21 April to 28 May 2011
Liz Magor’s sculptural work has long explored the ontology of familiar objects: their physical presences, their psychologies, and how they might convey ideas of class and status. In previous work, she used mold-making and casting to level the disparity between these categories, a fabrication strategy that rendered disparate objects equal and in turn heightened our awareness of the real and the simulated. In her recent body of work, her cast replicas of coats, trays and cutlery—what she has named “serviceable objects”—were receptacles for base material—such as candies or cigarettes—and became, in Magor’s words, “concatenations of dependencies”, a reference not only to the accretions of discarded goods and vices that appeal to our common impulses, but also to the cast physical supports that are subsumed into the whole.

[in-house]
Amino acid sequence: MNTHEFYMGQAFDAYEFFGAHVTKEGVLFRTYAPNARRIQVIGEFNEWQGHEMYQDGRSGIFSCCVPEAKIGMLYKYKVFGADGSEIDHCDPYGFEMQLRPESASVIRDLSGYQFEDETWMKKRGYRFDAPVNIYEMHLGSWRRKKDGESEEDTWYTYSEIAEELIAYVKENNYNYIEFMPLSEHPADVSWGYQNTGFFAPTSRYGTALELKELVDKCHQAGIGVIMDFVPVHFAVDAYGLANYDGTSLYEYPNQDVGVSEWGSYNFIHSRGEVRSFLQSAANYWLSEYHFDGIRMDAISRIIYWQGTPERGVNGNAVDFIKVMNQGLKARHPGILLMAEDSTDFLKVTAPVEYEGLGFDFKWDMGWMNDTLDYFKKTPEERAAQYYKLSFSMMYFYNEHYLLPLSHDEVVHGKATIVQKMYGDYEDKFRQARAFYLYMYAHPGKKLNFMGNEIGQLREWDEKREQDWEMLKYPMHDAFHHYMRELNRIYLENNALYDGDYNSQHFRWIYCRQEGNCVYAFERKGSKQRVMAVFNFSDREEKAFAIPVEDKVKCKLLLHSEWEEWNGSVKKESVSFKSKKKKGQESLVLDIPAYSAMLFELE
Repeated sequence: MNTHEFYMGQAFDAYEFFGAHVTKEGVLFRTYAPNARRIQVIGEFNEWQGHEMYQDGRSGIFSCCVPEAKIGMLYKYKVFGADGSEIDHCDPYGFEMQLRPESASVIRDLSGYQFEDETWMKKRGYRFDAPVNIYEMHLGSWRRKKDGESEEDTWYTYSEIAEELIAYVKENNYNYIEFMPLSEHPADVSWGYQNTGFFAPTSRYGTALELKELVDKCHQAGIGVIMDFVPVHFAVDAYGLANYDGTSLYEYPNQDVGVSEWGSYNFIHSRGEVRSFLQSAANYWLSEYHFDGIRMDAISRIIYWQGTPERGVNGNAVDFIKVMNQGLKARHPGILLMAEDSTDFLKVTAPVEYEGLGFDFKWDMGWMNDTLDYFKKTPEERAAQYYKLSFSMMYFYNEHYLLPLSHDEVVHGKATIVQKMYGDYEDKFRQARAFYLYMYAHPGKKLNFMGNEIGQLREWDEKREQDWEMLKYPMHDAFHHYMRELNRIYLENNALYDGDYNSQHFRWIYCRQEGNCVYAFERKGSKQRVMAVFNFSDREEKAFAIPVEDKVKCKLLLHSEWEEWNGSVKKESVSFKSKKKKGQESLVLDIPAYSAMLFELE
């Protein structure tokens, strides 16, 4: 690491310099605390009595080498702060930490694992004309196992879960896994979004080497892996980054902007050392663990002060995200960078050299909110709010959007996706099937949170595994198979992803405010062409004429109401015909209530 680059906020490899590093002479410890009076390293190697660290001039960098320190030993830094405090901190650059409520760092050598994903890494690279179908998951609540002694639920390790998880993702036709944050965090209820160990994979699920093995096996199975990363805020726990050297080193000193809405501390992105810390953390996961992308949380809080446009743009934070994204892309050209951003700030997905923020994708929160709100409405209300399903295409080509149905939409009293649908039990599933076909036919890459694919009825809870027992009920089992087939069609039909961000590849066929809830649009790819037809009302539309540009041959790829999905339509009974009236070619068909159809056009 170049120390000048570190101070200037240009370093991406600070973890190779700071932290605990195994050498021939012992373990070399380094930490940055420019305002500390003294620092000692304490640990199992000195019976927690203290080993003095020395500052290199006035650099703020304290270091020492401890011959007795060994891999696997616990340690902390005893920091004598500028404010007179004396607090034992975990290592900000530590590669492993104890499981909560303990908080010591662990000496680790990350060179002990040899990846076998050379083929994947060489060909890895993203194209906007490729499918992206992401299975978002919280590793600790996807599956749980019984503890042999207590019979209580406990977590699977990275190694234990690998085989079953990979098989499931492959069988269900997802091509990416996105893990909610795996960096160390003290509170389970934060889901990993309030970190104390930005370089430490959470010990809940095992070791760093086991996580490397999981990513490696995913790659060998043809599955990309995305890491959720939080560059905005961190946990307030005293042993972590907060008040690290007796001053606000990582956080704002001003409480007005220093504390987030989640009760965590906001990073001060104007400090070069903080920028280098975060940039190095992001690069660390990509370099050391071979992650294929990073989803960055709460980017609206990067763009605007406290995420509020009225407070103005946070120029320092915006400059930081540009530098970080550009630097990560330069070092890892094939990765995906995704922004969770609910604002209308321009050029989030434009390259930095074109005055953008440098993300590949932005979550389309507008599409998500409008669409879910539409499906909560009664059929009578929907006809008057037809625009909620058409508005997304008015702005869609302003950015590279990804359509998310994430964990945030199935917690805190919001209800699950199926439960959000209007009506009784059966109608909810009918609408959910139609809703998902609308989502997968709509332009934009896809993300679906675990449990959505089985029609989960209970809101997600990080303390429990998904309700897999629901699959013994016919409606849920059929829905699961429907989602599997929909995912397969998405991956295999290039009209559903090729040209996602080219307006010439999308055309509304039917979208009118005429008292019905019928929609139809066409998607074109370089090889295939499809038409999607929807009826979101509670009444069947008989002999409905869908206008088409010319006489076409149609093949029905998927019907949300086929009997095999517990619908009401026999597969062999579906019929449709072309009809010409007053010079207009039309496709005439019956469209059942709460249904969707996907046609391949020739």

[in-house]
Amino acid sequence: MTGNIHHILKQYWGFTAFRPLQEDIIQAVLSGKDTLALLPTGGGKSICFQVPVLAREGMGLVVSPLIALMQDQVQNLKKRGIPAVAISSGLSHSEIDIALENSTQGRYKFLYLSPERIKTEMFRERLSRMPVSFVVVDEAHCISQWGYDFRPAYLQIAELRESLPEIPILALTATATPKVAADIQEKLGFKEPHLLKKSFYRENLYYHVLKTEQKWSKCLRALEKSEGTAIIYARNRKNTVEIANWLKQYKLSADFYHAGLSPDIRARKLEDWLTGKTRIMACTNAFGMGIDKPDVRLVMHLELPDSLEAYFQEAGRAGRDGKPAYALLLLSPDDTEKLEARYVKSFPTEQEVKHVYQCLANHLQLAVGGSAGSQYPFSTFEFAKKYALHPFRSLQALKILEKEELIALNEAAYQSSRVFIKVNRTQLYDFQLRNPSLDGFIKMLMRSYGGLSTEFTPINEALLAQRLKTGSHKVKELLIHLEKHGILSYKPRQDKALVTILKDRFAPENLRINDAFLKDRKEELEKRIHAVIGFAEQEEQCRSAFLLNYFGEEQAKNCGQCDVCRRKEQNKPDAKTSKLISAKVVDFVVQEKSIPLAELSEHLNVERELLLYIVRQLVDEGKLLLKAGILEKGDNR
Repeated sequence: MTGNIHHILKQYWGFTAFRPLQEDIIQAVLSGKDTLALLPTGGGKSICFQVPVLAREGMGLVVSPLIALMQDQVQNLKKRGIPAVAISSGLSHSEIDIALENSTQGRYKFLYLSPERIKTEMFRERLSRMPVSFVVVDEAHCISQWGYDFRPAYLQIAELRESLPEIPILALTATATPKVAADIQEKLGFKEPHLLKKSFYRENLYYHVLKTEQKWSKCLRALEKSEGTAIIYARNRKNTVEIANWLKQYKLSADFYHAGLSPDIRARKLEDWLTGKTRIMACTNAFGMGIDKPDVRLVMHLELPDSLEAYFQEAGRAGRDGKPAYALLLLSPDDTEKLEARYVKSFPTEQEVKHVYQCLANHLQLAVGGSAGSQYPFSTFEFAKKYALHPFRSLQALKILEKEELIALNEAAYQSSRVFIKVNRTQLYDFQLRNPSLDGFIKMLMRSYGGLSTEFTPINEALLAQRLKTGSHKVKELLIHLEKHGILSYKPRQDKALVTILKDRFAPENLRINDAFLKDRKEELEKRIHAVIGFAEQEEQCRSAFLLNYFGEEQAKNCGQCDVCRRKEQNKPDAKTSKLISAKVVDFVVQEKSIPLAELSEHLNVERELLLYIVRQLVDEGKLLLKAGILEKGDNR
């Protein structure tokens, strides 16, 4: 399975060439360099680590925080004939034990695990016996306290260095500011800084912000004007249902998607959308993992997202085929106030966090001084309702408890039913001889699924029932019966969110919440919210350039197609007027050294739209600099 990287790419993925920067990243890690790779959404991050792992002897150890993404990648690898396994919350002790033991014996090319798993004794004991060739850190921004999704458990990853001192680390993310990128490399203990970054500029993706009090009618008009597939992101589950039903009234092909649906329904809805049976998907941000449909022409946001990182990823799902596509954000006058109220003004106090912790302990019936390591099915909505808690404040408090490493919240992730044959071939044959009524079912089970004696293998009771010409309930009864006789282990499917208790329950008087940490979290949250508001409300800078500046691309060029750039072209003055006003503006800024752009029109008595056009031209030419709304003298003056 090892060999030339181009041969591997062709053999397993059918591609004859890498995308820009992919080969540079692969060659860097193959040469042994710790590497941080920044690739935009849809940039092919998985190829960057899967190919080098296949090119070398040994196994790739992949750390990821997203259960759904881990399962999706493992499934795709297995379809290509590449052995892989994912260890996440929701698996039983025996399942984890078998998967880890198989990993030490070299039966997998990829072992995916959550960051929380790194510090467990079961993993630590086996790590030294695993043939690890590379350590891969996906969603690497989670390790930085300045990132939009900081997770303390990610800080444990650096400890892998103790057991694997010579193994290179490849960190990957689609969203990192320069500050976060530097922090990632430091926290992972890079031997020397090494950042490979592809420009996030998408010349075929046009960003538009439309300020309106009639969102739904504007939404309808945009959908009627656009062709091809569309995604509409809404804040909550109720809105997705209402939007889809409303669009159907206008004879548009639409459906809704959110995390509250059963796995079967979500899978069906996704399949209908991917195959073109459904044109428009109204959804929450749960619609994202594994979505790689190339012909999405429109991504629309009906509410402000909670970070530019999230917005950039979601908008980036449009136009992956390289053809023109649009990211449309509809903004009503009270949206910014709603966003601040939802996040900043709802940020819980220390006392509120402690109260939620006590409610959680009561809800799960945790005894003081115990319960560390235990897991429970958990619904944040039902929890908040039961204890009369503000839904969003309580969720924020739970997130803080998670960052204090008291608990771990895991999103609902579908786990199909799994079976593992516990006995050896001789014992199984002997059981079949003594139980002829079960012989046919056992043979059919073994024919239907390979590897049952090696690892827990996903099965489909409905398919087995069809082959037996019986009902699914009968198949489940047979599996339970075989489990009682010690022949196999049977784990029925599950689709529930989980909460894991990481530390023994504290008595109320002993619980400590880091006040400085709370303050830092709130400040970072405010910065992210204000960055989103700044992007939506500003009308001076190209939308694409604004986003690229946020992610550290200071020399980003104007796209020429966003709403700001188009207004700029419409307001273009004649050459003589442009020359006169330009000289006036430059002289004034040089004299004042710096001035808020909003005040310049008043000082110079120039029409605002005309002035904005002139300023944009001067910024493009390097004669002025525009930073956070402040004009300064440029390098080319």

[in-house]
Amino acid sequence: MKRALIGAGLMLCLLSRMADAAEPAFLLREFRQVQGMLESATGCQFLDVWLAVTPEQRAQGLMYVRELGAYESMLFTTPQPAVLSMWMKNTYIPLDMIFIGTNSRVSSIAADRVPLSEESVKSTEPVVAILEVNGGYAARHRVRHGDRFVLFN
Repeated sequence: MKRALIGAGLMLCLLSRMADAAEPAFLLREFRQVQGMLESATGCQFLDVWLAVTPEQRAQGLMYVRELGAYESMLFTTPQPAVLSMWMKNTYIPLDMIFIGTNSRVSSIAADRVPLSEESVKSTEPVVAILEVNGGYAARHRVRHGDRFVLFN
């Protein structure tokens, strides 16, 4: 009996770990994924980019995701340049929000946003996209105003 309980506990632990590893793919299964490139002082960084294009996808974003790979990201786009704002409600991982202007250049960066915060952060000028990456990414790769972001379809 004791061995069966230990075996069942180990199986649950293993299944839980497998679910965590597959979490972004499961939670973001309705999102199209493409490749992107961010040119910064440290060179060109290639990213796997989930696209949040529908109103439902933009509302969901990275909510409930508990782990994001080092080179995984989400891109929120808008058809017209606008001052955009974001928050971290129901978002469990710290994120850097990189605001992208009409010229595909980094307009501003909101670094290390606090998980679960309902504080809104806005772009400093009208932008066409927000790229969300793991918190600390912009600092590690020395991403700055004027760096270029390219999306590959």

Now, Magor moves away from cast replicas of trays and cutlery, and repurposes another type of “serviceable object”: old, woolen blankets. Each blanket displays a label as an indication of their provenance and of their size. The curious vocabulary of size— twin, queen, and king—lifts these ordinary objects up with a surplus of rhetorical credentials alluding to luxury, though in Magor’s view, these objects exist on par with her previous serviceable objects. Some of these blankets are in poor condition and others exhibit evidence of previous repairs. Following this, Magor has mended or altered these individual blankets in various ways—holes are darned, sections are dyed, edges are ringed with cast material—before grafting them together into a larger size suitable for a king. “If that happens,” Magor writes, “they’ve proven something, including their willingness and endurance which was previously disregarded.” All of these modifications, made in the spirit of rejuvenation, shift the blankets from the domestic realm to that of display. Of these works, Magor has written, “I think of them as paintings when they are open and drawings when they are folded.” At the same time they are still blankets, fresh from the drycleaners, awaiting another life.